Can you hear it? Listen closely . . . all around the United States parents are cheering. It is August and back to school time! Simultaneously, teachers are sighing and children are crying. It's enough noise to sink a battleship, I tell you.
Here is what is like to be a teacher in August: you savor the last remaining days of your vacation, but at the same time mentally begin preparing yourself for the upcoming year. You go in to school before you are required to because you know the school system has not allotted you enough time to set up a classroom and get ready for a new year and a new class of kids. You start the year off with lots of energy and excitement. Then, it happens--the energy and excitement begin to leak out of you like the slow drip of the faucet.
The drip starts at the beginning of the year faculty meeting when you are confronted with the uncertainty of the budget and you are told how you are going to have to teach more kids with less resources. It continues when you are told that the state legislature decided to add more days to your school calendar without increasing your pay. It drips even more when you try to get the instructional supplies you need from the supply closet, but there aren't enough and there won't be enough so you are going to have to buy them yourself. And it quickens a little bit and drips a little faster when you see that again this year, you are going to make less money than last year because your supplement has been cut again. Drip, drip, drip.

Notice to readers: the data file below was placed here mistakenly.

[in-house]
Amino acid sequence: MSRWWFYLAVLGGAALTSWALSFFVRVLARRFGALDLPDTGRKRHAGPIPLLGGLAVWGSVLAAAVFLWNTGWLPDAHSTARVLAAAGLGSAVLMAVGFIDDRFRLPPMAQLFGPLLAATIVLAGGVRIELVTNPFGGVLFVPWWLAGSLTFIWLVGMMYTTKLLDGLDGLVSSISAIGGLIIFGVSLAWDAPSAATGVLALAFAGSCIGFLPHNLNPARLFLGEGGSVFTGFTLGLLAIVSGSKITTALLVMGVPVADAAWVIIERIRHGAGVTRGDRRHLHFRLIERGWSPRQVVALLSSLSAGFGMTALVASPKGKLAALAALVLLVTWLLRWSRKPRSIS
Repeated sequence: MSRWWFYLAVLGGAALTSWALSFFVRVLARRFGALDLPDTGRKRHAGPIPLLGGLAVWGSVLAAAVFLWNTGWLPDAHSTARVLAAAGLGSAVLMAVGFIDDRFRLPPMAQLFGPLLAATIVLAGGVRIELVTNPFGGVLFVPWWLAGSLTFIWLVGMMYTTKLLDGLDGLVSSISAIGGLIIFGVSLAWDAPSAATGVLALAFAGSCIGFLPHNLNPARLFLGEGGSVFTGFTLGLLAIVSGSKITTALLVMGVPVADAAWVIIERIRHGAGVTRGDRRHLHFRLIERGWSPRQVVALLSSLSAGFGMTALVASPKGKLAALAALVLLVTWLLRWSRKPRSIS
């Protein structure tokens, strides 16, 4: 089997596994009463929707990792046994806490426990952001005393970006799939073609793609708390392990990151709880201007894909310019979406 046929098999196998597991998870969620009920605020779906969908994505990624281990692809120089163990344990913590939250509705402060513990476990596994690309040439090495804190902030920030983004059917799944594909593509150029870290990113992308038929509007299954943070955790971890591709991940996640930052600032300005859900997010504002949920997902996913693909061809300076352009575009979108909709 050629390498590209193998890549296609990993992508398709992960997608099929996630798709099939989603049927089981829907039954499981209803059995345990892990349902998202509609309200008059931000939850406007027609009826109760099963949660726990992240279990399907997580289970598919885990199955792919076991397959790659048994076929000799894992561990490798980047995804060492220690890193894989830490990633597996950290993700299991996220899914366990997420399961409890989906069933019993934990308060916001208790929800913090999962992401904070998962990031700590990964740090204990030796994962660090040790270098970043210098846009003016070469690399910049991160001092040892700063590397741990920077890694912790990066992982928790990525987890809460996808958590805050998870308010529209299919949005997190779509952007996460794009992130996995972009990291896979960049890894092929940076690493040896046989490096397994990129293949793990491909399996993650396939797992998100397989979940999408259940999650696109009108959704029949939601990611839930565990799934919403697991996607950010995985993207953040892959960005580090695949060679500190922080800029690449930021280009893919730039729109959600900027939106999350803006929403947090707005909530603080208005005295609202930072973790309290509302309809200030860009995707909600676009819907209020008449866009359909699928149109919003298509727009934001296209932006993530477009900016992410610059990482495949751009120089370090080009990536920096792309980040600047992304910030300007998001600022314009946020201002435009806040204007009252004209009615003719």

But somehow, despite this drip, teachers keep going. Teachers are like the little engine that could. We have a purpose. We have the ability to shut out the bad and focus on the good. We cherish the small victories. We are hopeful. This year, when the drip in my faucet starts running too quickly and filling my sink with negative thoughts, I am going to reread the letter I just got from one of my former students. Among other things, he wrote "Thank you for being my best teacher ever. You taught me how to be a good sport. You helped me to understand the things in math that I didn't get."
It's the things like this that help us keep going year after year, leaky faucets and all.